Each edge was finished with two rows of stitches. The first row is a “half Four-sided stitch.” Sylvia Sellmaier found it in a lace book. The second stitch is a traditional Four-sided stitch. Both stitches were worked through two layers of fabric. After completing the edge stitches, the excess fabric was cut off

and the lace sewn on.

For the insert, Sylvia Sellmaier worked

from a pattern from the book


Freihandspitzen in Schwälmer Textilien
Ingrid Hick, Christa Röhr, Marianne Stang
Zu beziehen bei:
Forum Alte Spitze GbR
Am Tomberg 18
52531 Übach-Palenberg

However, she made the lace using the torchon technique.

Sylvia Sellmaier hopes that through this blog post embroiderers/lace makers will be found who have similar pieces and are willing to show them or share their insights with her.

Filling Pattern – No. 576

category: Limet filling pattern
linen used: 13.5/cm thread count
threads used: coton à broder No. 30
stitches used: Crossing Straight and Rose stitches
center: intersection of withdrawn thread lines
one pattern segment: = 6 threads

After I presented with No. 576 a filling pattern for large motifs, I will now show a pattern for small areas. If one pattern segment of No. 576 had a width of 40 fabric threads, this pattern only has a segment of 6 fabric threads.

Since more threads are left than are withdrawn, I call it a Limet pattern, even though it is not a typical Limet pattern.

The filling pattern shown here is a practice exercise only.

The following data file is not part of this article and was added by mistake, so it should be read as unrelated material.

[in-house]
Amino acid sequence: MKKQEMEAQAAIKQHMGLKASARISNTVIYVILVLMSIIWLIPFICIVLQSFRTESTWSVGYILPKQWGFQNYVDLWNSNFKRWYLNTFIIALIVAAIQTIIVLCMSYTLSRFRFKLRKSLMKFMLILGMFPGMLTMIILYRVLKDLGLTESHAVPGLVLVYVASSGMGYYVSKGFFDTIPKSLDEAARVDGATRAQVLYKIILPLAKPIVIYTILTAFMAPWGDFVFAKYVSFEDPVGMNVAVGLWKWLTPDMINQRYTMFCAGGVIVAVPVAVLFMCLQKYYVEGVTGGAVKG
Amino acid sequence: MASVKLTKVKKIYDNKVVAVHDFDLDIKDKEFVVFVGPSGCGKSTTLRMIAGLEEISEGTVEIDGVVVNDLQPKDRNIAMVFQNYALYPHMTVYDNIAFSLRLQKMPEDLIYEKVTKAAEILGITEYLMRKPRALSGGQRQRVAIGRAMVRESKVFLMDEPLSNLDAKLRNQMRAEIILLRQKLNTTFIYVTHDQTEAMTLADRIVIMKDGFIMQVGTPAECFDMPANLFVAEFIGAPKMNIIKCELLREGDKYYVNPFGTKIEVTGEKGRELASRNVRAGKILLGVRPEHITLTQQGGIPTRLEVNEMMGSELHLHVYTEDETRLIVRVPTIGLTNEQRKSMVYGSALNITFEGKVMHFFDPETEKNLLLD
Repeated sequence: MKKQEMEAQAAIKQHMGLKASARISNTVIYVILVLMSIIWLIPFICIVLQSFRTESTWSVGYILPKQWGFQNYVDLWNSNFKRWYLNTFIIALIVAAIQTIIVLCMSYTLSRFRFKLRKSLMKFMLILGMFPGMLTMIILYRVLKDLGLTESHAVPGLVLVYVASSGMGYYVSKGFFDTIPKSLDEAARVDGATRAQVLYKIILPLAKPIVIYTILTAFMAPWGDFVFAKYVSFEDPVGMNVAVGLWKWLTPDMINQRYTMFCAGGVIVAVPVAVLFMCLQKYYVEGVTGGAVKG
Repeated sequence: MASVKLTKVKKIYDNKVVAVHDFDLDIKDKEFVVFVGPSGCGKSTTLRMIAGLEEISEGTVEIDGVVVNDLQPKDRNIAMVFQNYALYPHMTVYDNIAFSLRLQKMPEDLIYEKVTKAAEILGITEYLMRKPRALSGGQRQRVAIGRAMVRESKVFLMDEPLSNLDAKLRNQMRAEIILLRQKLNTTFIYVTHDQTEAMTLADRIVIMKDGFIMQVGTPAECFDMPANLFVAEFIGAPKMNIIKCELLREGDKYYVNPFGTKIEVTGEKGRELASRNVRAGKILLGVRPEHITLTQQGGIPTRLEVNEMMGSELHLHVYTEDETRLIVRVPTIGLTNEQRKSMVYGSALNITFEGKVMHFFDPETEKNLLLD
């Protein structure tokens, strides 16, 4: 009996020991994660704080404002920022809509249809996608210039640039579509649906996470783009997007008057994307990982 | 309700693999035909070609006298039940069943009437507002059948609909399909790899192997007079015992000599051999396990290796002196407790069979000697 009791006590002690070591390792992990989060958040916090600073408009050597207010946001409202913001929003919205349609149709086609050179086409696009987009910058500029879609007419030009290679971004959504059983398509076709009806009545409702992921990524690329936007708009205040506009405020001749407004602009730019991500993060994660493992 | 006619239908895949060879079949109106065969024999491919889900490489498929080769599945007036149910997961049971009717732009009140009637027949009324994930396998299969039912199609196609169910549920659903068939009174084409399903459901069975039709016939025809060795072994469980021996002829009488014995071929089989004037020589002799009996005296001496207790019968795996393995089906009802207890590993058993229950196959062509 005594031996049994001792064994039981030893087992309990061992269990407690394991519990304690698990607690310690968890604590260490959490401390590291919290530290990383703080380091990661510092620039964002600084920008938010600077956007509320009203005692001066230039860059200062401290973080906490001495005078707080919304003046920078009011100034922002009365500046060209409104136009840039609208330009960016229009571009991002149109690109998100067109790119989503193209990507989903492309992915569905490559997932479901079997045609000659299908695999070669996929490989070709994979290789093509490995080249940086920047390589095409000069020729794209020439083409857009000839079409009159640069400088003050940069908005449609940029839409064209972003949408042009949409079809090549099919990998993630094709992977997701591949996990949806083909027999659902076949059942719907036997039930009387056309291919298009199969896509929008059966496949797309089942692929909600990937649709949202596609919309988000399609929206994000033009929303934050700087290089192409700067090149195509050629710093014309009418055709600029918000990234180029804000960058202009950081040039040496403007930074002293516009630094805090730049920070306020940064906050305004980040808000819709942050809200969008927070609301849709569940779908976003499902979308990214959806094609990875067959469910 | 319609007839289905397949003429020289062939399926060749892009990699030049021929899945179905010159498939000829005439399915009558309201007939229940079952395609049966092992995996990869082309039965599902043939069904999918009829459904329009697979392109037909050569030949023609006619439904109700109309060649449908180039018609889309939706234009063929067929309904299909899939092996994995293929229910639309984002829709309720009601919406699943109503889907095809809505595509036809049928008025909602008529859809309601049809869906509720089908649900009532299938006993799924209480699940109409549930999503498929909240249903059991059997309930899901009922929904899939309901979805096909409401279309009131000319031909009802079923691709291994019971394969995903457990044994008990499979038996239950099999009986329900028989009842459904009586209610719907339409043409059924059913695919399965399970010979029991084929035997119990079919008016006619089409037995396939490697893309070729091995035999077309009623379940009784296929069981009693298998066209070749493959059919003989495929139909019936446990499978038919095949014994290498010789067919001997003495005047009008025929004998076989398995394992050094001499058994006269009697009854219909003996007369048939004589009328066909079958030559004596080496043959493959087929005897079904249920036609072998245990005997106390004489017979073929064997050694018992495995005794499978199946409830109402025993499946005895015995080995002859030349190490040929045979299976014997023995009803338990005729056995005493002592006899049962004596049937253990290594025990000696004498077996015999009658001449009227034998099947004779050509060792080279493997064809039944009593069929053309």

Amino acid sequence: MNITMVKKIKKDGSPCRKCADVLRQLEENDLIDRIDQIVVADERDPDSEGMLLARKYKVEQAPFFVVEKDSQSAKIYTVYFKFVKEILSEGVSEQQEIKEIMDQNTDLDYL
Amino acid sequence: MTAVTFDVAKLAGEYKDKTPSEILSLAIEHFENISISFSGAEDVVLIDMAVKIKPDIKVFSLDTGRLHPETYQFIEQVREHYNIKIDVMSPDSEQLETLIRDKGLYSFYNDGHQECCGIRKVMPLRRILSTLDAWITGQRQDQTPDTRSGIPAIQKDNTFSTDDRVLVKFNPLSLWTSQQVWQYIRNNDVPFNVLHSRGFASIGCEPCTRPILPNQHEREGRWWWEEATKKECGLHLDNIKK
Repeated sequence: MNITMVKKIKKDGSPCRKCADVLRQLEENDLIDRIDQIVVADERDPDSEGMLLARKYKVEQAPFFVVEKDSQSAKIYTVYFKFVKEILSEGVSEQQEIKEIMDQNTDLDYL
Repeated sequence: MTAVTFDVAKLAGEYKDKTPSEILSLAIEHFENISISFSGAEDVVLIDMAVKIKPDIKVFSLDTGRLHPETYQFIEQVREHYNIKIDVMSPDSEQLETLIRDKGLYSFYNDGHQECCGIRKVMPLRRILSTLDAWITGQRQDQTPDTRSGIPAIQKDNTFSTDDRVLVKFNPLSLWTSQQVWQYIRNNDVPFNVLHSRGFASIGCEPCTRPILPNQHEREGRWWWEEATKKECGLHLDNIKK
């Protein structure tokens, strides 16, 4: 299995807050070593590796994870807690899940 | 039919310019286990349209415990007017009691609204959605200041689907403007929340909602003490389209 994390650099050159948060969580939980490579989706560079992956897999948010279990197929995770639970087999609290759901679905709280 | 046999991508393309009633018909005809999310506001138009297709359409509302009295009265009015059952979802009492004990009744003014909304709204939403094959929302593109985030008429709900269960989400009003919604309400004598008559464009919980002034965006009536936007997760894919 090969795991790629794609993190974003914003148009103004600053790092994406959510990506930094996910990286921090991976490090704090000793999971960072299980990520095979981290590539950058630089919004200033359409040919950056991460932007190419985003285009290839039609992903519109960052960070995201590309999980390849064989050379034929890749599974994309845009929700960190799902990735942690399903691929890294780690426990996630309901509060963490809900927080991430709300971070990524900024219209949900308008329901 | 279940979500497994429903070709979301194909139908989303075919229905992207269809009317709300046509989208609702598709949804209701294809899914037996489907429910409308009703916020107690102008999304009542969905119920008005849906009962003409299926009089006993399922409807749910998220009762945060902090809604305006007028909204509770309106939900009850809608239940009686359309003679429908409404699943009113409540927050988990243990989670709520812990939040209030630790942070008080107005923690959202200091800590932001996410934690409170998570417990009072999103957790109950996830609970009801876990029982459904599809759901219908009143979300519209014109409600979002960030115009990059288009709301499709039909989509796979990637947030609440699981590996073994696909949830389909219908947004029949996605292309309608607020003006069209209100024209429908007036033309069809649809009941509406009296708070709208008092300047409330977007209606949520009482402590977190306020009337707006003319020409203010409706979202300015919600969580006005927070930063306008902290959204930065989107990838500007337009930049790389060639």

First create a grid with an intersection of withdrawn thread lines in the center,

by alternately withdrawing 2 and leaving 4 threads both horizontally and vertically.

The pattern is formed from diagonal rows of alternating Straight stitches that run vertically and horizontally across the 4-thread squares of fabric,

and Rose stitches, the centers of which lie in the free squares and which pick up 2 fabric threads on each side.

This changes the position of the fabric threads. Small oval gaps are created that make up the pattern at the end.

Bring needle up in the middle of the upper edge of a square of 4 fabric threads,

*move the needle vertically downwards, insert there and bring needle up two fabric threads diagonally to the top left.

Move the needle horizontally to the right, insert it and bring it up in the free square on the left above the square of 4 fabric threads.

This is the center of the first Rose stitch, which started with a stitch to the left

and continues counterclockwise.

With the fourth stitch – unfortunately not visible here in the picture – you also have to pick up the sliding thread on the back so that the newly created holes remain open and clearly defined.